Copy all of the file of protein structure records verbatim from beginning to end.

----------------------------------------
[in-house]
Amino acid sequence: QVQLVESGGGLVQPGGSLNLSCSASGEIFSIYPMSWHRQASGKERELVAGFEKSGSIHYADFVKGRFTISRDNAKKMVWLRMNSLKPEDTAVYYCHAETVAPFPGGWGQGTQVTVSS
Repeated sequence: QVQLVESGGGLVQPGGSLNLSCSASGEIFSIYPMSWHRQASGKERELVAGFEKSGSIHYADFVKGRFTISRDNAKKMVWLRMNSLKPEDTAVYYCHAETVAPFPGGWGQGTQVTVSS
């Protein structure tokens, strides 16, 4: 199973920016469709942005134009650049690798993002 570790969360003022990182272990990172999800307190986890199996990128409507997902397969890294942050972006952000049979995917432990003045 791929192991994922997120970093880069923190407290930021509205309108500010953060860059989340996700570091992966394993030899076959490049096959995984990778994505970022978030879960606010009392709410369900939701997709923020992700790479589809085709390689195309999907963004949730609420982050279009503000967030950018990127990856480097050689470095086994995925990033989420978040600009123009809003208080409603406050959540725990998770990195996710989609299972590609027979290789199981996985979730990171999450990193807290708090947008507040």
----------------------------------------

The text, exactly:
[in-house]
Amino acid sequence: QVQLVESGGGLVQPGGSLNLSCSASGEIFSIYPMSWHRQASGKERELVAGFEKSGSIHYADFVKGRFTISRDNAKKMVWLRMNSLKPEDTAVYYCHAETVAPFPGGWGQGTQVTVSS
Repeated sequence: QVQLVESGGGLVQPGGSLNLSCSASGEIFSIYPMSWHRQASGKERELVAGFEKSGSIHYADFVKGRFTISRDNAKKMVWLRMNSLKPEDTAVYYCHAETVAPFPGGWGQGTQVTVSS
């Protein structure tokens, strides 16, 4: 199973920016469709942005134009650049690798993002 570790969360003022990182272990990172999800307190986890199996990128409507997902397969890294942050972006952000049979995917432990003045 791929192991994922997120970093880069923190407290930021509205309108500010953060860059989340996700570091992966394993030899076959490049096959995984990778994505970022978030879960606010009392709410369900939701997709923020992700790479589809085709390689195309999907963004949730609420982050279009503000967030950018990127990856480097050689470095086994995925990033989420978040600009123009809003208080409603406050959540725990998770990195996710989609299972590609027979290789199981996985979730990171999450990193807290708090947008507040």